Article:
The good news for IT and computer professionals is that by next year there will be 1.4 million jobs available. The bad news is, according to Code.org, colleges will only graduate 400,000 computer science students to help fill the new jobs available.
For small and medium-sized businesses, competition will be fierce to fill technology roles, especially for Chief Information Officer (CIO) or similar leadership positions. In fact, according to CompTIA, a leading tech association, two-thirds of organizations face a serious gap in their technology departments because of labor supplies, salary demands, or geographic location.
One of the most common solutions to the IT labor shortage is outsourcing some or all of an organization’s backend technology services to a Managed IT provider. A good Managed IT provider can install, manage, monitor, and defend an IT infrastructure. But what about helping an organization develop a comprehensive, forward-looking plan for growing your business with technology?
We believe that a vCIO can fill the gap many organizations face in strategic technology and business planning. A vCIO, as its name suggests, is a virtual CIO – it’s a person who can act as an organization’s chief information officer and performs all the duties that this implies. This includes –but is not limited to– IT resource planning, regulatory compliance, implementing support services and business continuity planning that will help companies focus on their core competencies.
Job Description: Jack of Many Trades
A good vCIO is more than just an independent contractor. Like an in-house CIO, the vCIO manages a mix of strategy and operational execution. This individual must have the skills necessary to understand current technology trends and be able to build mutually beneficial relationships with other technology or information leadership. This person needs to manage complex projects, and, when needed, help address issues or inefficiencies as they arise.
A vCIO helps guide our clients in any technology decision, whether it is related to services from GFC or not. We commonly advise our clients on items such as finding a new phone system or phone service vendor, evaluating Internet Service Providers, helping clients with the technical questions of their annual compliance audit and make informed decisions on a new ERP or CRM solution. In other words, anything that a CIO or Director of IT would normally be involved with in larger organizations.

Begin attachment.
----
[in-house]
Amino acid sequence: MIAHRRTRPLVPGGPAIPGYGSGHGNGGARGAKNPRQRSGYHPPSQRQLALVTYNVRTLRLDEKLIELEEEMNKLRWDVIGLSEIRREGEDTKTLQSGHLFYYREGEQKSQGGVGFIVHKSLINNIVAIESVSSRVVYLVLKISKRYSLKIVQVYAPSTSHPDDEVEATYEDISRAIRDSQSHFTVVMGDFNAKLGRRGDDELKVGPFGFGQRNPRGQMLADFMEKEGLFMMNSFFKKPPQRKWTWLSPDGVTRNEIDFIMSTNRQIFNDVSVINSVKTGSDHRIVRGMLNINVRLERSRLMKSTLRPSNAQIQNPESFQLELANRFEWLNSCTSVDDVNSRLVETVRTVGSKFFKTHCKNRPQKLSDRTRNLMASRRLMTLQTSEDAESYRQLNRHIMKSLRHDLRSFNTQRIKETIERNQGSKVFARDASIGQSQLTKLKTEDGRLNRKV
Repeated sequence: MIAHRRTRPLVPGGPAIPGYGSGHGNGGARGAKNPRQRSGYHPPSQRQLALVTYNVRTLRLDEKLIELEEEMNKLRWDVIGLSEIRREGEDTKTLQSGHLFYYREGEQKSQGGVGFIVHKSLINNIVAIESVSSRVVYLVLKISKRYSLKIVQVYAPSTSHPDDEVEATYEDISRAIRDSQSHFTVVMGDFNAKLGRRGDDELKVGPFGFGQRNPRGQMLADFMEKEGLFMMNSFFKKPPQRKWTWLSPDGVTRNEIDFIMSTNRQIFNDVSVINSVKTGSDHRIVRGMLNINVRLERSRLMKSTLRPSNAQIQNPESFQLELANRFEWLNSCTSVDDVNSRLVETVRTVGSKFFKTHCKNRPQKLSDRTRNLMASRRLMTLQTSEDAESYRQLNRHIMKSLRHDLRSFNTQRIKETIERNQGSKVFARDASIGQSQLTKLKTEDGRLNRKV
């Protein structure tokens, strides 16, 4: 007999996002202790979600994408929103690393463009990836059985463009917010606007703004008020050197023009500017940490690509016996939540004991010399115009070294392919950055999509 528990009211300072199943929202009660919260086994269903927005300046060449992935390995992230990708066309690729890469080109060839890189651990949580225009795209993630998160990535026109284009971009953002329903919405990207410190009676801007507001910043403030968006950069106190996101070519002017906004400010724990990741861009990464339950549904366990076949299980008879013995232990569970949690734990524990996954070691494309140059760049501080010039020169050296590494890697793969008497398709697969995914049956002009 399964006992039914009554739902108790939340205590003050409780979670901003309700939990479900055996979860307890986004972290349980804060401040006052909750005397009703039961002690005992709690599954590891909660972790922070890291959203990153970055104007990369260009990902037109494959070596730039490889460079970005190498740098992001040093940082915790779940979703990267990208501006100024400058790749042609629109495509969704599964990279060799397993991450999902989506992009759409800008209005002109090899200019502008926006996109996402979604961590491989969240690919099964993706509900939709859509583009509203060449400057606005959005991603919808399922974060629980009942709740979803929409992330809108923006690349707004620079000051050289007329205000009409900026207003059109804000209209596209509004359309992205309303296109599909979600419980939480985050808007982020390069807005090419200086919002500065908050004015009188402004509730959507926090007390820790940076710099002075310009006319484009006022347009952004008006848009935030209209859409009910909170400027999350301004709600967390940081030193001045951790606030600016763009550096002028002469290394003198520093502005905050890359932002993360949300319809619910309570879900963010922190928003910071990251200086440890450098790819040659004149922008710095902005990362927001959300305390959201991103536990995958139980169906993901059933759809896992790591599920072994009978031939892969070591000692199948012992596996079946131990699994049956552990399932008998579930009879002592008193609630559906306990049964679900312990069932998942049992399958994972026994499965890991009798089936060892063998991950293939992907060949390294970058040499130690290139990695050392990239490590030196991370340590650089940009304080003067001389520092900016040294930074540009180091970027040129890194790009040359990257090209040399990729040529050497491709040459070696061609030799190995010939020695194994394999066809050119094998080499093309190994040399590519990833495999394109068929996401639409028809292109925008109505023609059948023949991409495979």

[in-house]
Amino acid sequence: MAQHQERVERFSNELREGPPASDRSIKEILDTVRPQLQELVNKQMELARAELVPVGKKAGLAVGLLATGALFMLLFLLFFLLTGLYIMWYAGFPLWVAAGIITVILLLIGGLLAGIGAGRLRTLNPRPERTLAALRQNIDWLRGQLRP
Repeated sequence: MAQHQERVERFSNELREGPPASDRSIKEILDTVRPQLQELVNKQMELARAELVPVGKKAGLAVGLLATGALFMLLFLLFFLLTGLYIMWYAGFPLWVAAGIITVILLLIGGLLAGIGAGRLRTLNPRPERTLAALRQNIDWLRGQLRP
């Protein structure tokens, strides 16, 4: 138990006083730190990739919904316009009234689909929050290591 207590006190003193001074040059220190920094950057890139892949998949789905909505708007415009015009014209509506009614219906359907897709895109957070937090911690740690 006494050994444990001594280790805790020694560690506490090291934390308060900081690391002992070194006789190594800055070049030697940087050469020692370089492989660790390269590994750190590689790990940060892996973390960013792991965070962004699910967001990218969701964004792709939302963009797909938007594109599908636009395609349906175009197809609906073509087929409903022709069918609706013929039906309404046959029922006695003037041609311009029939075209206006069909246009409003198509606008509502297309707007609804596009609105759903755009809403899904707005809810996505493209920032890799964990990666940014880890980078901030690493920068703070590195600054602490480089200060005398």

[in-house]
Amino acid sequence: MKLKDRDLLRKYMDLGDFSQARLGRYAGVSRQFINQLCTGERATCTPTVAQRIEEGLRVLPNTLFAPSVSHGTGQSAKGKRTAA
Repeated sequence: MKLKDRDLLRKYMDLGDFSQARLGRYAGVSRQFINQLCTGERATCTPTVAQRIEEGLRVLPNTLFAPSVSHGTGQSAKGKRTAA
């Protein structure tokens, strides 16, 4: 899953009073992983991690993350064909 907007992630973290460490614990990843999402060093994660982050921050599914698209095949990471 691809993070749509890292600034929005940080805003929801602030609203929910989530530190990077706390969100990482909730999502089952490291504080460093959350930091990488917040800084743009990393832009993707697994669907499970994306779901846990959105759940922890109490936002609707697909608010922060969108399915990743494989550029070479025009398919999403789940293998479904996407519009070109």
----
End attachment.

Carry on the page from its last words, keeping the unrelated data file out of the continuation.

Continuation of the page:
So How Does That Work?
There is no typical day for a vCIO. But on any given day, our team of virtual CIOs will probably be doing any of the following tasks:
GFC’s vCIOs hold regular business review meetings with clients to keep the technology roadmap current and help with any new business goals not previously reviewed. We call it a Strategic Business Review, but the important part is to provide a roadmap with specific targets to meet. The reviews are a part of their work as an adjunct executive to our clients’ leadership teams. They develop a technology roadmap that aligns their priorities and business goals with technology and meet regularly to ensure targets are being met.
Of course, no plan survives first contact with reality, so vCIOs are always available for ad-hoc strategic technology discussions. Clients have questions and new ideas frequently and a vCIO needs to be ready to discuss those plans and concerns as they arise.
One thing our vCIOs monitor closely is cybersecurity. We understand that cyber-risks are not a daily concern for many small or medium sized companies. Our vCIOs work with our clients’ employees to help them maintain their cyber security awareness skills and alert them to new threats that may arise.
As anyone in a modern office knows, your computers, printers, mobile devices and software are essential tools, and the minute one stops working, your day can be ruined. vCIOs develop lifecycle management plans for clients’ server/workstation/technology hardware needs. Devices and software are upgraded on a regular schedule or on the fly, in the rare case when something fails unexpectantly.
A Real Person for a Virtual Role
Organizations often have way more business opportunities than they realize. A vCIO with the right technical skills, business experience, and people skills can deliver a systematic way to assess and boost the company’s performance. A good vCIO will get to know your company and your people so that they can help identify these opportunities and deliver short term gains as well as long term success.
If you’d like help with strategic technology planning, reach out to the Gordon Flesch Company. We’ve got the expertise, tools and technology to help provide the most robust security possible through Managed IT, Enterprise Content Management systems and a dedicated team that manages systems 24/7.